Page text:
Our bodies have always been capable of birthing and breastfeeding but that doesn’t mean we are instinctively prepared for them in our modern world. Most of us did not grow up watching our moms, aunts, and sisters go through these life events so we don’t know what to expect. More and more women today are choosing a back-to-basics approach to birth and infant feeding. HypnoBirthing® is a beacon for women wanting something different for their mothering experience.
Many women who choose HypnoBirthing also want to breastfeed their babies. This blog post will go over some information about why training your brain with HypnoBirthing helps with breastfeeding and leads to a seamless postpartum phase, or “fourth trimester”.
What is HypnoBirthing?
HypnoBirthing® is a technique and philosophy developed by Marie Mongan for women to have more comfortable and positive birthing experiences. Hypnosis has a stigma for putting people in a state of unconsciousness where they have no control over themselves. In the self-hypnosis HypnoBirthing model, hypnosis is explained as a focused state of mind with complete control. Your mind goes into states of hypnosis daily when you’re reading a good book or zoned out watching a movie. Listening to the HypnoBirthing tracks and suggestions helps you get into a similarly relaxed and focused state. The messages you listen to tell your brain how comfortable and exciting the birth process will be. The more you hear the suggestions in an open, non-judgemental state of mind, the more they will become your default thoughts.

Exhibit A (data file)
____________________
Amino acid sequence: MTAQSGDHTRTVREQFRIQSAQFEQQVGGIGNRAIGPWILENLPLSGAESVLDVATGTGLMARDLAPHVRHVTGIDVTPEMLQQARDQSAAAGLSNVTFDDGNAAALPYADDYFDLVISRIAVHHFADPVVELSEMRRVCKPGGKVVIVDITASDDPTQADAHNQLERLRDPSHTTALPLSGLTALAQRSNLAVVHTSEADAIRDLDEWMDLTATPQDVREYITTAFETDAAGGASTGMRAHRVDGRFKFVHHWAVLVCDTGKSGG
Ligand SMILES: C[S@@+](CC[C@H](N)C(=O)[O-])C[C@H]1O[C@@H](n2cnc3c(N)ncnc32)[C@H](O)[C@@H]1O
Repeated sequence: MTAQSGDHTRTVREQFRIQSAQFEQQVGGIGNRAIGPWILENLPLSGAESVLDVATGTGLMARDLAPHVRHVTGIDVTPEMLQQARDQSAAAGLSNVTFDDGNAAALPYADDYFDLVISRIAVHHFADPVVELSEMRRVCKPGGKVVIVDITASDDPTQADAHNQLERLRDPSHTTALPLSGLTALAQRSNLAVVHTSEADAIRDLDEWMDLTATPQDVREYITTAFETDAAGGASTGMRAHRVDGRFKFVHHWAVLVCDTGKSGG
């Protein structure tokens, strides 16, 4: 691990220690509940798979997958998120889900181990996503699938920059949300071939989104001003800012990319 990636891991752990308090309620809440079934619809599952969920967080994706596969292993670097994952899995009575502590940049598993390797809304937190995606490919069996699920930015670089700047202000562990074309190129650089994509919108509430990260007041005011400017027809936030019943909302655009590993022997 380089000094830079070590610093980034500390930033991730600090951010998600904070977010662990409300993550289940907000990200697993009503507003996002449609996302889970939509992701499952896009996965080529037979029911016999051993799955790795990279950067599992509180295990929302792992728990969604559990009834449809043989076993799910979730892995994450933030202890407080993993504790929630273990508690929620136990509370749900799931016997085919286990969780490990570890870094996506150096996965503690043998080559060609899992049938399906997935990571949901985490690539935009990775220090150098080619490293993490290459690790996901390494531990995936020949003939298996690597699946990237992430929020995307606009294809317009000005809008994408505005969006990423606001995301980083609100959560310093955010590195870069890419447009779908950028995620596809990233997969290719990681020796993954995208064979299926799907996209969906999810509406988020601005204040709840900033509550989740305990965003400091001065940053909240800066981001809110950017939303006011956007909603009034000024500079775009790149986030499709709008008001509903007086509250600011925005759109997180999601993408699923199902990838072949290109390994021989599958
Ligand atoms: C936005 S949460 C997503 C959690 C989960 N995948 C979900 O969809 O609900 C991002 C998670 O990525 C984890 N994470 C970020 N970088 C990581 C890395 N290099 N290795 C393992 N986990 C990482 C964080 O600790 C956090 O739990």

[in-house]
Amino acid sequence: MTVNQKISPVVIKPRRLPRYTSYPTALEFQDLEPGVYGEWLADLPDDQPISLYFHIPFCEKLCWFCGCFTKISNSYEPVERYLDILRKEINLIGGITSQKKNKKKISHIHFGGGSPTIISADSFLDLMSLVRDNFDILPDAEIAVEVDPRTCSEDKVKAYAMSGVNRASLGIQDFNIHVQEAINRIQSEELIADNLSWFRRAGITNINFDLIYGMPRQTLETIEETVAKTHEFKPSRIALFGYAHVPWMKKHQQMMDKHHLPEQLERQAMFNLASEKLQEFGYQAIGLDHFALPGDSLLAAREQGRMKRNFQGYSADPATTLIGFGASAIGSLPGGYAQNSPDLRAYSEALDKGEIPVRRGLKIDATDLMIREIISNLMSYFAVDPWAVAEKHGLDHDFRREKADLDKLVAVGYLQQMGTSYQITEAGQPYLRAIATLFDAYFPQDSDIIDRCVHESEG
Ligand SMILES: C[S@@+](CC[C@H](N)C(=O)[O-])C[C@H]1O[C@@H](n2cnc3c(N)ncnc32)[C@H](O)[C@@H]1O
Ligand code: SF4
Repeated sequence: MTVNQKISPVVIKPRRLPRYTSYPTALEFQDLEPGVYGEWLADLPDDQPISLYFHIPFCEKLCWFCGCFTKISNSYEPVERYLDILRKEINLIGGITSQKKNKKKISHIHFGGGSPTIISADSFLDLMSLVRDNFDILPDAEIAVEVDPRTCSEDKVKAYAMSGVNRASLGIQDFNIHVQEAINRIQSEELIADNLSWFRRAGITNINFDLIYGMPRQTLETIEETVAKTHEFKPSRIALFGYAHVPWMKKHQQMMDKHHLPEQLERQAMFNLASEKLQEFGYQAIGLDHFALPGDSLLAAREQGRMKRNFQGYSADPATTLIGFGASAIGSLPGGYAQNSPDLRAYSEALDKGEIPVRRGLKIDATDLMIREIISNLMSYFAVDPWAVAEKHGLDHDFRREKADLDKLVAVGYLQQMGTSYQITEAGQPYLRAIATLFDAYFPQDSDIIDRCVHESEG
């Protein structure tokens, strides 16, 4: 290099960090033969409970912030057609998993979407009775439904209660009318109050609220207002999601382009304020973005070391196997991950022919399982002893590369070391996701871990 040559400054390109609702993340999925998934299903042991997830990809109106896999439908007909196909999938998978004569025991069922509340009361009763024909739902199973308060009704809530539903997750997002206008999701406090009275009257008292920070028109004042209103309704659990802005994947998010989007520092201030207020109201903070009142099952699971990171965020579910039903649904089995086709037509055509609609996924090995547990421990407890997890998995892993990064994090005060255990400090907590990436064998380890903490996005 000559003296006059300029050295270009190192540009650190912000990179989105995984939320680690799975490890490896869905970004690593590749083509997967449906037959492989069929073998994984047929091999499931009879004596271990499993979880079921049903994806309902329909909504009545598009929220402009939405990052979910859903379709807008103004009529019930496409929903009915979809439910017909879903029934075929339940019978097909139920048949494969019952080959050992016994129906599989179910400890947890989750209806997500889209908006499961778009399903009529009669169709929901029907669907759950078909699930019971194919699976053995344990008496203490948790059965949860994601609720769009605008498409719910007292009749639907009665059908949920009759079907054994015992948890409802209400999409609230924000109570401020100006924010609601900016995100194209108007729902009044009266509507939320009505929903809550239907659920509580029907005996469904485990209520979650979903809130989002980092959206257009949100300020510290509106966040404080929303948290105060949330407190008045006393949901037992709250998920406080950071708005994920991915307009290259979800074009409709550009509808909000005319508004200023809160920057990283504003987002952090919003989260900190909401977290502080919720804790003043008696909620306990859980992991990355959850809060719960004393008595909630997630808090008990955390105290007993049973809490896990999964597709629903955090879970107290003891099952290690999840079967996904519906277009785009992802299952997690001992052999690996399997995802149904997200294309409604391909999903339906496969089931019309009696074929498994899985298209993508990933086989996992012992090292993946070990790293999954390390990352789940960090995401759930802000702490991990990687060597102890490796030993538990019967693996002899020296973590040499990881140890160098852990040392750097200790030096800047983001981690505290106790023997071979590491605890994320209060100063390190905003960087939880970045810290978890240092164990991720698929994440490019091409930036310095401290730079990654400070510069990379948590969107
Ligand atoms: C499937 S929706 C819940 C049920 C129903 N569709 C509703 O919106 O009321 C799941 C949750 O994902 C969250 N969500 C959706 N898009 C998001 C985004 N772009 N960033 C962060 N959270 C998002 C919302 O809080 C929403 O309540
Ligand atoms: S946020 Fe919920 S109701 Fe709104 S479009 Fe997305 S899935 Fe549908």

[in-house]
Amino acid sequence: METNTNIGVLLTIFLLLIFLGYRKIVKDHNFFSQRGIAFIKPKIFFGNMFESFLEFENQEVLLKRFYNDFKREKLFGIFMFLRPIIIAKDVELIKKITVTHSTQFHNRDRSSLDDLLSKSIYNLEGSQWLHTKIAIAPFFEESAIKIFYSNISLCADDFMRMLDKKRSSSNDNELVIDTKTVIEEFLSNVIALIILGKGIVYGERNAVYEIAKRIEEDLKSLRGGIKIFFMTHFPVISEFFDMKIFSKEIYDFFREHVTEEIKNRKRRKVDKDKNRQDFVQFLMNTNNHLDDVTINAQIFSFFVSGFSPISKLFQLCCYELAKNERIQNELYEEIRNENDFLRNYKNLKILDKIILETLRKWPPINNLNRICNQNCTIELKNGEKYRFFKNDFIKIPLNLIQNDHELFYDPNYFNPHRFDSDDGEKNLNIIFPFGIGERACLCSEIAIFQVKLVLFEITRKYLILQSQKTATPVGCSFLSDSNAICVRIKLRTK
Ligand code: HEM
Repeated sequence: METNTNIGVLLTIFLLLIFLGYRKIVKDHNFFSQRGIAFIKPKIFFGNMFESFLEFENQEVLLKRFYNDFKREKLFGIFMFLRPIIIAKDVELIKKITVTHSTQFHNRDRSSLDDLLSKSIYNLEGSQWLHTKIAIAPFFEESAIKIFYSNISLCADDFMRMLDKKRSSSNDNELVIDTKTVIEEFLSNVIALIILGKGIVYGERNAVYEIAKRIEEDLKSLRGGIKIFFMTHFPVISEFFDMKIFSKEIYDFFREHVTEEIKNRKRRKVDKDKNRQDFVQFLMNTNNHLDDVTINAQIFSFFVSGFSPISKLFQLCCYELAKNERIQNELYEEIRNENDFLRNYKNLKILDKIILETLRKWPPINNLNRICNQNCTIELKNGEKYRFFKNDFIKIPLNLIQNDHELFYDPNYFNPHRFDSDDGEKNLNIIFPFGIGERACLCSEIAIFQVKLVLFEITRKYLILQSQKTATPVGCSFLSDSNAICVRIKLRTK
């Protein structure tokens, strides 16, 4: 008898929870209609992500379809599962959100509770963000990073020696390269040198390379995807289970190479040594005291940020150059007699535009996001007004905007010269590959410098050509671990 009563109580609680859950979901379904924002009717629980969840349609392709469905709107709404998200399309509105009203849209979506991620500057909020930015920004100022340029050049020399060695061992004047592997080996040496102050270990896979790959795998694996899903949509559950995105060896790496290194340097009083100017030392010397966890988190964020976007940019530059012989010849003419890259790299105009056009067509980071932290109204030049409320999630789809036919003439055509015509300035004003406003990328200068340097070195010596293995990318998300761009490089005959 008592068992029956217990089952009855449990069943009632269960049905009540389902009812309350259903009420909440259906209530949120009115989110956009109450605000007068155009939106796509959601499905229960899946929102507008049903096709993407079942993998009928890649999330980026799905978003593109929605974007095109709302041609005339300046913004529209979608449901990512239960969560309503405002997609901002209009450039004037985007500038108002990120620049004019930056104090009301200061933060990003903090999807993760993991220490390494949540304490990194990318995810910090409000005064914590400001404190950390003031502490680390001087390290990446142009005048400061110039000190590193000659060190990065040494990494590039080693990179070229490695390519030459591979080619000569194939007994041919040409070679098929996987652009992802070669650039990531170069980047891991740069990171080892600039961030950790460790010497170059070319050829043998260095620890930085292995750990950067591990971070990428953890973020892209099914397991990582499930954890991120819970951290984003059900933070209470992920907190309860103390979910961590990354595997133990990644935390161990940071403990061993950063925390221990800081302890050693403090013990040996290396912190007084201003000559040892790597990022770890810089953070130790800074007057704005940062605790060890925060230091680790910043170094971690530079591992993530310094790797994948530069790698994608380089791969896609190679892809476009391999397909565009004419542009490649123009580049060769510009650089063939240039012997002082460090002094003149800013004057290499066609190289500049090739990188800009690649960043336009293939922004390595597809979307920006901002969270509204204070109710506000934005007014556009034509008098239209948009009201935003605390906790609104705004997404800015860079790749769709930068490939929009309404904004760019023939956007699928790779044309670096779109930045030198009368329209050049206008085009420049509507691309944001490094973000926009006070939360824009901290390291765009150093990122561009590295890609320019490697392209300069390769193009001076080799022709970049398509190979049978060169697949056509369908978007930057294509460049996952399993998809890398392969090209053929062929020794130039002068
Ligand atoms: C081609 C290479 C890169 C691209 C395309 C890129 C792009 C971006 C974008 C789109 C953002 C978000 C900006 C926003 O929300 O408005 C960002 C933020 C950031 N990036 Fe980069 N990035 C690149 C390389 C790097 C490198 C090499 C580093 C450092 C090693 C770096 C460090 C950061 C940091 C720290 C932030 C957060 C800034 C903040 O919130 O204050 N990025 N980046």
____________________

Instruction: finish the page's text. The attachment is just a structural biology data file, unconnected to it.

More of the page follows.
The brain is able to change its default state with enough repetitive practice. This phenomenon is called neuroplasticity. New pathways can be formed, old pathways can be rerouted and new skills can be learned. This is good news knowing that we don’t have to think or behave in ways that don’t work for our highest good. Neuroplasticity experts say the quickest way to enhance positive brain change is by linking a new experience to an emotion, exercising the body and the mind, and focusing on what you do want instead of what you don’t want. All of these are precepts taught in the HypnoBirthing program.
How HypnoBirthing Helps with Childbirth
HypnoBirthing preparation helps with pain in childbirth mainly by reducing fear and understanding what is normal. Your body is used to going into a state of fight or flight when encountering something unknown or frightening. This keeps your body from achieving a state of relaxation where the body feels safe and at ease. In this relaxed state, the labor can happen as it is meant to. Fear leads to tension and reduced relaxation, and this leads to increased pain and more fear. This is called the “Fear-Tension-Pain” cycle.
When you know what to expect and are in a state of acceptance and allowing the process to happen, it becomes less painful. When you are prepared with the HypnoBirthing classes and training you are able to enjoy the birth process because you know what to expect and what is normal. You will feel confident after you give birth to your baby in a calm and empowered state. That confidence will carry over into breastfeeding.
Benefits of HypnoBirthing on Breastfeeding